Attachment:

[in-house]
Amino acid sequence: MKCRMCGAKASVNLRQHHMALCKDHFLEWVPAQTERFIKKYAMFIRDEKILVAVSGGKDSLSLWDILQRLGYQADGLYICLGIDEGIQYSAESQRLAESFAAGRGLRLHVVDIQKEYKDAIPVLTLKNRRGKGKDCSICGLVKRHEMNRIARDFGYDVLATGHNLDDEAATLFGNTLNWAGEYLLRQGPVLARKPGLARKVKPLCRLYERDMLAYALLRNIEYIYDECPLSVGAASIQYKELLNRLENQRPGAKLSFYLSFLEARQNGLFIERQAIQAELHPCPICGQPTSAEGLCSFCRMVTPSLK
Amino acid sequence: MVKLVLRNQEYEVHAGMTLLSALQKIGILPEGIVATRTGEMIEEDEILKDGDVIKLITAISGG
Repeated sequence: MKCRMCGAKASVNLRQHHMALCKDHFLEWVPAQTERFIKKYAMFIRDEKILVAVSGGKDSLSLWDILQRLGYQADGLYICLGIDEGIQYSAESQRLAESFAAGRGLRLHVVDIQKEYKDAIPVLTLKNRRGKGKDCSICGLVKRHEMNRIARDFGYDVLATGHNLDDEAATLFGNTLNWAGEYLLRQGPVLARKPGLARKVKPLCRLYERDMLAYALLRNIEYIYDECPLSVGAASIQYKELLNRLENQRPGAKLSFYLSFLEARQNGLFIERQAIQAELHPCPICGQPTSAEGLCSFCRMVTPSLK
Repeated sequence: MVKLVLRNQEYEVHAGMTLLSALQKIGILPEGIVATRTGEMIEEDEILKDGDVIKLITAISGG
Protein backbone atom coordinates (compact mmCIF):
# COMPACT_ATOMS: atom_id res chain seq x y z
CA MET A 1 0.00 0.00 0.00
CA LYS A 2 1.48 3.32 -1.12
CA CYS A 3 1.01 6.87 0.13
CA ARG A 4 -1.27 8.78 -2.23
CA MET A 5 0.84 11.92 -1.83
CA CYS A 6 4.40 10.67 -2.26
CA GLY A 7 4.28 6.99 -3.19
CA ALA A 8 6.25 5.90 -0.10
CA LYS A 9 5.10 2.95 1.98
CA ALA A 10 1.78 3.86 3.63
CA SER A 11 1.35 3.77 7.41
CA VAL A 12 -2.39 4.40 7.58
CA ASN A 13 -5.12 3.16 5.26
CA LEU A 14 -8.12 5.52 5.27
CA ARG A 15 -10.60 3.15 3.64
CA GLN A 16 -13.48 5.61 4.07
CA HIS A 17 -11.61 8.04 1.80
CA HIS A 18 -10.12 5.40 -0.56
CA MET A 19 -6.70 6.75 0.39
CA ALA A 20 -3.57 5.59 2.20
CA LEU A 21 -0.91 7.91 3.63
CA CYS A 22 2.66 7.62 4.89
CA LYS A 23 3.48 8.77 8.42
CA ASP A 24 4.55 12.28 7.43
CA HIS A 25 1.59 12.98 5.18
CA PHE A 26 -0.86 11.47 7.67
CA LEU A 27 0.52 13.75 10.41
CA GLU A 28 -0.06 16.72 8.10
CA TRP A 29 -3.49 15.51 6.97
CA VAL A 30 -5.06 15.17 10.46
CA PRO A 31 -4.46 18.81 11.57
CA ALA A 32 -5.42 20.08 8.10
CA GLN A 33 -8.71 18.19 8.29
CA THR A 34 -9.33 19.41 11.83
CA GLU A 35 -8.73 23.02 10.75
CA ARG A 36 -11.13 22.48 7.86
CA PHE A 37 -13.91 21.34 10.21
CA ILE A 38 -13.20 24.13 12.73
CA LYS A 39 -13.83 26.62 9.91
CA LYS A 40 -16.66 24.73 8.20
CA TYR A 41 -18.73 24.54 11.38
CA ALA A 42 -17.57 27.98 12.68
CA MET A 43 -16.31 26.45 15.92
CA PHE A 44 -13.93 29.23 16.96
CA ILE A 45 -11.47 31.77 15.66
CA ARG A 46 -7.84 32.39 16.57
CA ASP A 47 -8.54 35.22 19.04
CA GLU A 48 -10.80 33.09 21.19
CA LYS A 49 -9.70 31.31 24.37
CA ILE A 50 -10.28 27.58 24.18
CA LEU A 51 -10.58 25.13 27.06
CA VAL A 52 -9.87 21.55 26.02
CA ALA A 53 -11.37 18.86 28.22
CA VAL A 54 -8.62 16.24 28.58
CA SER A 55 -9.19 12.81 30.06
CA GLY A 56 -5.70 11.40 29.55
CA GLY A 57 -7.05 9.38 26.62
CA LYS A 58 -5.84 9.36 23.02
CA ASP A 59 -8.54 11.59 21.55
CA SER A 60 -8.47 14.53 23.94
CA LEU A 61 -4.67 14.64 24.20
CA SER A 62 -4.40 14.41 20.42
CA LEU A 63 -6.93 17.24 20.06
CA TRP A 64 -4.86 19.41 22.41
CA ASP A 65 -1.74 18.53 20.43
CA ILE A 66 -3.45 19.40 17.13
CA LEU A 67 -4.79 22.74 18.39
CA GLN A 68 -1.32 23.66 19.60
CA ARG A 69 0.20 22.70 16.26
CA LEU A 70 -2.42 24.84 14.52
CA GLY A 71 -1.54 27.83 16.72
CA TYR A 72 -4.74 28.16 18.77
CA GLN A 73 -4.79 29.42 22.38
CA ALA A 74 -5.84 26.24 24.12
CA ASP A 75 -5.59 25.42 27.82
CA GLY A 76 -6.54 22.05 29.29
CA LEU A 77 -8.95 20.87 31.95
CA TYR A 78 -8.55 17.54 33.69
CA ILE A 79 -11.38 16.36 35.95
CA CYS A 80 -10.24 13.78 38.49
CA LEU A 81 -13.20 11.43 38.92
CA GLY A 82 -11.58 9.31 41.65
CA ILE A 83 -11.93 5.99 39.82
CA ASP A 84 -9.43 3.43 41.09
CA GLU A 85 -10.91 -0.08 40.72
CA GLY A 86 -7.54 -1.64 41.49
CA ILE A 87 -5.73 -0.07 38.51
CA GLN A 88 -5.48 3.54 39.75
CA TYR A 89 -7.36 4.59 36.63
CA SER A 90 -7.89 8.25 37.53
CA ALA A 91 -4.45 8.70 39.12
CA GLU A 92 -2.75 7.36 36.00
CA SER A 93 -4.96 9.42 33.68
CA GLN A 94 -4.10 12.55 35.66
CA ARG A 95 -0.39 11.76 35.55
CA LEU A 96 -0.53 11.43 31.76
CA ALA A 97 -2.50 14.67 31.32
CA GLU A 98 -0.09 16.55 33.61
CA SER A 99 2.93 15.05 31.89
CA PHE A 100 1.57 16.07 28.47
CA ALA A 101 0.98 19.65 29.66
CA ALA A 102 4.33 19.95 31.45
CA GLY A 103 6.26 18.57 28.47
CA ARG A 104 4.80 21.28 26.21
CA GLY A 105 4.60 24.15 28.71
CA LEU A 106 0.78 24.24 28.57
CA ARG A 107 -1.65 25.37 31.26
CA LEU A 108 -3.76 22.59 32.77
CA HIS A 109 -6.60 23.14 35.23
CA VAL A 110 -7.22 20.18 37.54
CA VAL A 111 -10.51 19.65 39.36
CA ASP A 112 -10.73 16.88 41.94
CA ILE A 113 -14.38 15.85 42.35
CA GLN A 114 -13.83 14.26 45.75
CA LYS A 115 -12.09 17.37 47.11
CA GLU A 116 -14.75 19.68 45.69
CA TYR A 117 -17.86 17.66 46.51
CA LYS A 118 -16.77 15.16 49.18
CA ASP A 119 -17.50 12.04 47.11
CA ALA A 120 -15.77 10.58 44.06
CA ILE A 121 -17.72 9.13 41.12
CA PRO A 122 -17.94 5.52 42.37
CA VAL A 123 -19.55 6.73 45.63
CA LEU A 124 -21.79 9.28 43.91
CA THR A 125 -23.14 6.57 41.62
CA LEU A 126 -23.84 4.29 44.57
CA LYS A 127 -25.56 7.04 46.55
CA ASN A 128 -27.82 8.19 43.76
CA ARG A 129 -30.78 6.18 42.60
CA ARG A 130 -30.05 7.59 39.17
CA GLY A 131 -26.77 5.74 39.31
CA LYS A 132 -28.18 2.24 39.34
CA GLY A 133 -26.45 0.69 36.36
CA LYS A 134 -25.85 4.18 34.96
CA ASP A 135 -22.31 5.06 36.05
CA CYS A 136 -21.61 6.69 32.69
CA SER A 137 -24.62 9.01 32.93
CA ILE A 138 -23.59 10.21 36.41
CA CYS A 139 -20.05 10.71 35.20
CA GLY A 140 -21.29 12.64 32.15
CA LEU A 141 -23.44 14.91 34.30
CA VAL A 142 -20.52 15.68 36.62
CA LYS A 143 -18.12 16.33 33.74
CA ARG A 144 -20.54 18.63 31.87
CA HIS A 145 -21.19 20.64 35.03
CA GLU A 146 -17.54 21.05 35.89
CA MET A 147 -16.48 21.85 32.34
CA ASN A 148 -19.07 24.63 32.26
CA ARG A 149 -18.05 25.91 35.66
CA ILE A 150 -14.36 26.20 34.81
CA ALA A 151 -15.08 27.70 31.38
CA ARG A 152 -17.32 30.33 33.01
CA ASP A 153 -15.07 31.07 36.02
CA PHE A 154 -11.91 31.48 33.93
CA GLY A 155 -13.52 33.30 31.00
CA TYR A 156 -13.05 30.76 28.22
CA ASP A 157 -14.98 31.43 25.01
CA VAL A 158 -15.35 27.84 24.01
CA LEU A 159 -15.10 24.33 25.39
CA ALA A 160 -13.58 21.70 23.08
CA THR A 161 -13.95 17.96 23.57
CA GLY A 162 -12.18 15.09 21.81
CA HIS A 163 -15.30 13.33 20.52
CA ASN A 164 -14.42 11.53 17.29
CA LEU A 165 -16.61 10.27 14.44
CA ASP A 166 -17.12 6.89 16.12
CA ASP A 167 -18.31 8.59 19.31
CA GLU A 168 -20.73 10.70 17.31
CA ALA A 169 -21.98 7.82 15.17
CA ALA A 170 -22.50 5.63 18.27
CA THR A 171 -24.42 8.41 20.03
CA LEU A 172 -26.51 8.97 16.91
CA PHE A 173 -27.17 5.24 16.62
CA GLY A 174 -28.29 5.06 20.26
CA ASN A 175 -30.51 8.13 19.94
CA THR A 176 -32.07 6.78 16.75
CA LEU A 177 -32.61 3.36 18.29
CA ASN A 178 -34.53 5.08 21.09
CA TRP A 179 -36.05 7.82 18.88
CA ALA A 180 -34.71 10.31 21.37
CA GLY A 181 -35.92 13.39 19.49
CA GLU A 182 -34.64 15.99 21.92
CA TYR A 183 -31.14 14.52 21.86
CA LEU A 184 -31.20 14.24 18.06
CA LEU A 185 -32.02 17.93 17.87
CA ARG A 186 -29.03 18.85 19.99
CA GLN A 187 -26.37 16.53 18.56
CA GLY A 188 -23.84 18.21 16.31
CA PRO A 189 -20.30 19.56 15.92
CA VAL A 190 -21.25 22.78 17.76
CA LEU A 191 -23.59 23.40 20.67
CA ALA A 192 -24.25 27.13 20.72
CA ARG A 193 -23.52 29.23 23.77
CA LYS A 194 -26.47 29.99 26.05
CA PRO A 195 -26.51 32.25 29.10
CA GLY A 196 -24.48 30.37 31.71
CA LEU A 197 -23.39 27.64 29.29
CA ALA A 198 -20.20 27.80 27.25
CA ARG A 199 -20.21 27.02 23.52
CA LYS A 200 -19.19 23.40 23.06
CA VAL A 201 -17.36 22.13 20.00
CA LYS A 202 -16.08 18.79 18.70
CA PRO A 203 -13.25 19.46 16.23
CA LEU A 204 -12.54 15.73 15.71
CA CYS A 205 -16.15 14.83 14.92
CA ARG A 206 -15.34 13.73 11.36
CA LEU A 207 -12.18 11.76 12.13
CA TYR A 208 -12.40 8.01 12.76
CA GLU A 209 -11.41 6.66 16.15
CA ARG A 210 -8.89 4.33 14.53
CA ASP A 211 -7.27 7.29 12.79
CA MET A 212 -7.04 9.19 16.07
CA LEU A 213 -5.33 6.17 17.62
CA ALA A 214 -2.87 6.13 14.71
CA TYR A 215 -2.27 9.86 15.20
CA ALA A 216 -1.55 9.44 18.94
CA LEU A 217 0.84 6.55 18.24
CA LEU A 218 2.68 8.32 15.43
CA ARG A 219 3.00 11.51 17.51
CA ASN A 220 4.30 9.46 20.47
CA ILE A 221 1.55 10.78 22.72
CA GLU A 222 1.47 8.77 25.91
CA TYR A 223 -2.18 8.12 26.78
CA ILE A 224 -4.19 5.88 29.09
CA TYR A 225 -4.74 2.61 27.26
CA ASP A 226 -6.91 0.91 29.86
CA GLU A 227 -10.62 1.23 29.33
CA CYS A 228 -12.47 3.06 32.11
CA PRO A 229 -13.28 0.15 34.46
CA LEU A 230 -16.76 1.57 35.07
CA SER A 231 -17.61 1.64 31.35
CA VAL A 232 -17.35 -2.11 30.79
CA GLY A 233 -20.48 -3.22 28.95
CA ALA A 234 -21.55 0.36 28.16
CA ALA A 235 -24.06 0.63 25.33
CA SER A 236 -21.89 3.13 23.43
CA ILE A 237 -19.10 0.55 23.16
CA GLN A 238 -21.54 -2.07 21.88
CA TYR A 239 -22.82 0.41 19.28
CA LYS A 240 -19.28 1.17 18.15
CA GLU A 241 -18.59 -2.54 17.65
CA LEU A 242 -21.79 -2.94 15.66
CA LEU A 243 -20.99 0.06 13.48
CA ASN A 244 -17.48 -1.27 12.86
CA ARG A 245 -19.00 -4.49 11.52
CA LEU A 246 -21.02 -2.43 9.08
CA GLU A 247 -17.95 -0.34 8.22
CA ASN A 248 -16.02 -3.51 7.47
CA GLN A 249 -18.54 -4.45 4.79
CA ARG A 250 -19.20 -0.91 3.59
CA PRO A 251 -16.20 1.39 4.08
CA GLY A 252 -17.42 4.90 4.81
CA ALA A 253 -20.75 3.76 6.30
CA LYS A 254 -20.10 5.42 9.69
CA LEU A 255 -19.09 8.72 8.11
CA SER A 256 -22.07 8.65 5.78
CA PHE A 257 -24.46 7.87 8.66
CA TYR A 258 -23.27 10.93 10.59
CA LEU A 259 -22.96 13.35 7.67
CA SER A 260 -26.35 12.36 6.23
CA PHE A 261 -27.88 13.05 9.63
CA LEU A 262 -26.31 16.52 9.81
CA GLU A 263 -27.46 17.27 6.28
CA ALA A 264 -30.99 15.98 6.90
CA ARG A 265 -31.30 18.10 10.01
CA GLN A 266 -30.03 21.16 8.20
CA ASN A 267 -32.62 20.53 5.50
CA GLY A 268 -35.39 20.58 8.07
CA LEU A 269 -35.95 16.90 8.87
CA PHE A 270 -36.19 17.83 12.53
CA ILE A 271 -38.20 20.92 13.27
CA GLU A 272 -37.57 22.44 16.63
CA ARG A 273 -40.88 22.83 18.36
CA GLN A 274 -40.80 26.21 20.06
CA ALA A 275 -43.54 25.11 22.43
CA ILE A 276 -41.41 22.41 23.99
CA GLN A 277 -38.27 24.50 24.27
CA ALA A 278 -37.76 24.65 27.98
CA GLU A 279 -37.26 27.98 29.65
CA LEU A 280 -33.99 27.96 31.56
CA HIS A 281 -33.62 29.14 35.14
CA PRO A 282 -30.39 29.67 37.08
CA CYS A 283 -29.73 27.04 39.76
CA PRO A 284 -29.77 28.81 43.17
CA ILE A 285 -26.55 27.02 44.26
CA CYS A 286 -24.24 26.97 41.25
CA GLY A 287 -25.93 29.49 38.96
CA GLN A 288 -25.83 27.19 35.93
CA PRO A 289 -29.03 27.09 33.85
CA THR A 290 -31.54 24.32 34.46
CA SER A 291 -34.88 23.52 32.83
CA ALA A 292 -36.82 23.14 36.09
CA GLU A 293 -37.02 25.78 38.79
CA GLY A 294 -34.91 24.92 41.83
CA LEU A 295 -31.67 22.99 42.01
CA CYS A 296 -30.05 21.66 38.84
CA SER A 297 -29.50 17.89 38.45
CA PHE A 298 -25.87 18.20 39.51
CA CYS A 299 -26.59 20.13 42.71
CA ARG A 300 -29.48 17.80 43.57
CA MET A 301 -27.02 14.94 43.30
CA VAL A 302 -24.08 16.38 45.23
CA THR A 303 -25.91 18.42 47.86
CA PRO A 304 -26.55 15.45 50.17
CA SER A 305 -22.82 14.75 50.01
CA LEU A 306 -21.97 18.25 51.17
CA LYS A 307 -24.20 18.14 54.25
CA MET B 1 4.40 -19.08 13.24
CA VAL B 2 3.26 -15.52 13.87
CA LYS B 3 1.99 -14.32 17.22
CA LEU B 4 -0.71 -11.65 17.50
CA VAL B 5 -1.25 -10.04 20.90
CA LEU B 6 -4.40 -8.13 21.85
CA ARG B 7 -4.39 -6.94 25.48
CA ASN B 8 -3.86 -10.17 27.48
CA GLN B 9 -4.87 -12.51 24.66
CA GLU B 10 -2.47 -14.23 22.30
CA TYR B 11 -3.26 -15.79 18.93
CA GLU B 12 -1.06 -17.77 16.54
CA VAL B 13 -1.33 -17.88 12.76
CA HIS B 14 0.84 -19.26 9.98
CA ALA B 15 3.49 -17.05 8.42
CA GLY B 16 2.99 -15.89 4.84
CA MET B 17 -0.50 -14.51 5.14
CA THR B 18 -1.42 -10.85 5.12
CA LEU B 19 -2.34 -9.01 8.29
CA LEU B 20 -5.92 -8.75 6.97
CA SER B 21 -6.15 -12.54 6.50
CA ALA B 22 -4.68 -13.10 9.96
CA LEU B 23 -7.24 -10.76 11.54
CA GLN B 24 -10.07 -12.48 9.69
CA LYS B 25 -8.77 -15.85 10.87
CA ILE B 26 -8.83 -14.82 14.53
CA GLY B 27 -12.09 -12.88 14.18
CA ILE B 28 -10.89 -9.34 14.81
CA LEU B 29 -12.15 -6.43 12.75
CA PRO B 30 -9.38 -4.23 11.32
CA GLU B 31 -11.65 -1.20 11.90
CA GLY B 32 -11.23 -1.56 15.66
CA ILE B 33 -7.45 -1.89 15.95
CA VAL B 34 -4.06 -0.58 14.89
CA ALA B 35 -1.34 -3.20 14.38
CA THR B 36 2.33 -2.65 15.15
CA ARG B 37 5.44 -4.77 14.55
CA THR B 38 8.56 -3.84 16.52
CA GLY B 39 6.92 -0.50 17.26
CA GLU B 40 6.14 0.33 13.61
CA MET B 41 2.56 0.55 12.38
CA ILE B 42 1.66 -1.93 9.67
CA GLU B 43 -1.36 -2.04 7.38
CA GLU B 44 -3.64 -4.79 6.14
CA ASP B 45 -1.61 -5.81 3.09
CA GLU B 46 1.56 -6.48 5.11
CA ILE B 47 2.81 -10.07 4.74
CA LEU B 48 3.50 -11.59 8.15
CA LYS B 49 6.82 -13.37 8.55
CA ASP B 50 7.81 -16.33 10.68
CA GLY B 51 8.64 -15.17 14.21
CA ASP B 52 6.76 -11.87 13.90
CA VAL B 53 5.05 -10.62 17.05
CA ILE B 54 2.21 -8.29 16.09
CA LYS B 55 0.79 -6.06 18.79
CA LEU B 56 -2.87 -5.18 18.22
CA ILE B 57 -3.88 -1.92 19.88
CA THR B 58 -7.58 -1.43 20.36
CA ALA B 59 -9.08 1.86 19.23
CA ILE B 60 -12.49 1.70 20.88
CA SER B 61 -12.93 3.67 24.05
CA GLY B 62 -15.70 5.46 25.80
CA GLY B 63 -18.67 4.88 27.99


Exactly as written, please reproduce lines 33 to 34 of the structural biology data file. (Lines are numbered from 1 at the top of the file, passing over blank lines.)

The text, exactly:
CA PHE A 26 -0.86 11.47 7.67
CA LEU A 27 0.52 13.75 10.41